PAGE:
Madison church shares Christ with world through storecomment (0)
September 14, 2006
By Leigh Pritchett
Larry McWhorter interrupts his conversation to ring up a customer’s purchase.
“Have a nice day,” he says as the customer departs.
Another patron asks a price, and McWhorter replies, “$2 for both of them.”
Today there are paying customers, whose money goes toward missions endeavors of Wall Highway Baptist Church, Madison, in Madison Baptist Association. On any given day, though, the people who come into the store may be experiencing a crisis and may leave with the gift of free clothing or furniture.
“[The Wall Highway Baptist Community Thrift Store] has become a huge outreach ministry to people in need physically,” said Lee Singley, pastor of Wall Highway Baptist.
In its 15 months of existence, the store — located on U.S. 72 West near Madison — has helped more than 25 families displaced by Hurricane Katrina and another six or seven families who were victims of house fires, said McWhorter, director of the church’s thrift store ministry and chairman of deacons.
The store goes hand in hand with the church’s food pantry and benevolence ministry. McWhorter emphasized that the thrift store “is a ministry, not a business” with the money generated helping to send 30 youth on a missions trip to the Bahamas and 10 men to Mississippi to offer assistance after Katrina and allowing the church to offer about 20 scholarships for children and youth to attend its summer camps.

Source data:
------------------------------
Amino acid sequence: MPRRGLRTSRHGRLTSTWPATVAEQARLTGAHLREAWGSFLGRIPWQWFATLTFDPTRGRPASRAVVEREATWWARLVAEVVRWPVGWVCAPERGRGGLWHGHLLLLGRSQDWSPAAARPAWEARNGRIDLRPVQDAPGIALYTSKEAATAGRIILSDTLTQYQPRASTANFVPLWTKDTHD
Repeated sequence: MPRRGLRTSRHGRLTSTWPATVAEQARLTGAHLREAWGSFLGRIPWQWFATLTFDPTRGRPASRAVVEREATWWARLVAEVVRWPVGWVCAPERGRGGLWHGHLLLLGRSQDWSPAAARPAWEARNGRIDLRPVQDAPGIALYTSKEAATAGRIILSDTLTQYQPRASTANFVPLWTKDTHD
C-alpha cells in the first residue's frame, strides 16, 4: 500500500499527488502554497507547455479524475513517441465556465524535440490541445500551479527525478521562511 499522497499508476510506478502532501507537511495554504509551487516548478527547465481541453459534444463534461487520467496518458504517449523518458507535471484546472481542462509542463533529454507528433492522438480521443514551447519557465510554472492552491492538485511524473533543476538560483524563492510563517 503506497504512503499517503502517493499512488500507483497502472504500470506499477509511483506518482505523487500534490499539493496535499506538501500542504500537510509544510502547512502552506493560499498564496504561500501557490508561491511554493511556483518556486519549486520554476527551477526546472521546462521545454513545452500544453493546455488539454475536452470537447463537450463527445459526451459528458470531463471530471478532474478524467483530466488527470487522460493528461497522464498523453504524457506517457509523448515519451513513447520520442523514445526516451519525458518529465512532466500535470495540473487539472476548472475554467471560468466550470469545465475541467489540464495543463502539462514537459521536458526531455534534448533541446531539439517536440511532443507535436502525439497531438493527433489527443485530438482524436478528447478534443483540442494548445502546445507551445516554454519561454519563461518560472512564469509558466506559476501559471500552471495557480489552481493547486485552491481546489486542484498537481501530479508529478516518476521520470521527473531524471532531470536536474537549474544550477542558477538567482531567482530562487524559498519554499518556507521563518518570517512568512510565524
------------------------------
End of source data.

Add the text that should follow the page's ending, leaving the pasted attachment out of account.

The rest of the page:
In addition, the proceeds pay the store’s rent and utilities, as well as the salaries of its two full-time employees.
The store environment fosters opportunities to tell of the saving grace that Jesus Christ offers.
“Everyone here … is available to witness to anyone who comes in,” said McWhorter, noting that at least three professions of faith have resulted from the ministry.
Five or six families — whose first contact with Wall Highway Baptist came through the thrift store — have joined the church, he said.
How this thrift store came into being is a story within itself.
McWhorter explained that the store was an idea expressed in a brainstorming session at a pastors conference he attended with Singley and some others from the church.
About two weeks later, the group was contacted by a thrift store owner who was closing a location.
He offered fixtures and inventory to get started, so the store opened just weeks after that brainstorming session.
“It was unbelievable how it sort of dropped in our lap, so to speak,” Singley noted.
Initially the church committed some money to open the store but was later reimbursed as the store has become self-sufficient.
Members of the community and Wall Highway Baptist are benefactors, donating clothing, household furnishings and other items to the store. The store’s nonprofit status means all contributions are tax-deductible.
About 10 volunteers help the two employees man the store, which is open Monday–Saturday. Young people who receive financial assistance through the ministry are encouraged to volunteer at the store as well.